Wedding Memory: Something Borrowed

Photo by Eva Russo

I was all set with my something old, something new, and something blue items, but an hour before my wedding I didn’t have anything borrowed. I wasn’t really worried about this (I didn’t set out to have all four, it’s just one of those sayings that pops into your mind on your wedding day). But when I mentioned this to my two wedding party people, who were hanging out with me before the wedding (the most crucial of all wedding responsibilities. That day is exciting, but nervewracking, it’s nice to have friends around), Jodi immediately took off her bracelet and said, do you want to borrow Nana Bossio’s bracelet? I did, of course. And that’s how I ended up with something borrowed. It’s wonderful how things sometimes just fall into place.

Wedding Memory: Something Borrowed

Mighty Life List #20, Part 1: Visit every library in the DC system, take a picture, and check out a book.

There are 25 libraries in the DCPL system, and I’m hoping to make it to all of them. Although I’ve been to an handful already, Watha T. Daniel, Shaw’s library that just reopened in a brand new building is the first I photographed. I think it’s really beautiful and was getting a lot of use when I went by on a Tuesday afternoon.

Watha T. Daniel Library

The ground floor had the children’s section, along with new books, large print, and DVDs.

Ground Floor

The second floor had the adult and teen books, both fiction and nonfiction, along with study rooms and lots of tables and chairs which were getting a lot of use as folks took advantage of the free wi-fi.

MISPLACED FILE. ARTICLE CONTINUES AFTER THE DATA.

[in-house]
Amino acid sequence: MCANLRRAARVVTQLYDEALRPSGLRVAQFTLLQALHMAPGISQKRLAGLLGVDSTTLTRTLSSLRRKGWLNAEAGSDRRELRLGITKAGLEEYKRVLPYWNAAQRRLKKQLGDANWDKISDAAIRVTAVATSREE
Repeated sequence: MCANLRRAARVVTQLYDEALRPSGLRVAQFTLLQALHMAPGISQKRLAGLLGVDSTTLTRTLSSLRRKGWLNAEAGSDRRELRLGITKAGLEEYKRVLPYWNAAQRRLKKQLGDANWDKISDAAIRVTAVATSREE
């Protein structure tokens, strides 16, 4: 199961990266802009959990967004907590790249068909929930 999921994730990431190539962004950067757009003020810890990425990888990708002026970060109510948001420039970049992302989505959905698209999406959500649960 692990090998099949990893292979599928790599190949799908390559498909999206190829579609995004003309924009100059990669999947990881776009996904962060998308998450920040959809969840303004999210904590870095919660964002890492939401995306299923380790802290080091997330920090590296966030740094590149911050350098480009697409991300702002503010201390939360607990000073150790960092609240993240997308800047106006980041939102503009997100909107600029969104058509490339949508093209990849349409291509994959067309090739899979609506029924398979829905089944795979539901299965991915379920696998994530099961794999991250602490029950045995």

I enjoyed browsing, and ended up checking out two books: The United States of Arugula by David Kamp, which I am already enjoying and Easy hikes close to home, Washington, D.C. by Paul Elliott, which I’m hoping will give us some ideas for good weekend hikes.

1 down, 24 to go.

Mighty Life List #20, Part 1: Visit every library in the DC system, take a picture, and check out a book.

Marriage Equality: A Rant

Dear Well-Meaning, Soon-to-be-ex-coworker of Jami’s,

I know that you are a well-intentioned, liberal lady who is all for the homos, so I want to give you a little piece of friendly advice. Do not ask your soon-to-be-ex-coworker if her new employer will “recognize” her marriage.  It’s a shitty thing to ask, and here’s why…

Your soon-to-be-ex-coworker (ie, my wife) is legally married in the District of Columbia. I’m sure that you know this because it would have been hard to miss the hullabaloo when it became legal earlier this year. This means that my marriage is a legal marriage and that it is EXACTLY the same as every other legal marriage in the District of Columbia. This is the beauty of marriage equality. This is exactly why marriage equality is so important. Because suddenly relationships between two consenting adults, any two consenting adults, who choose to marry are treated the exactly the same. If your DC employer will pay for the health care of the opposite-sex spouses of their employees, for example, they will also now be paying for the health care of the same-sex spouses of their employees. This is why Catholic Charities is no longer covering spouses on their health care plans.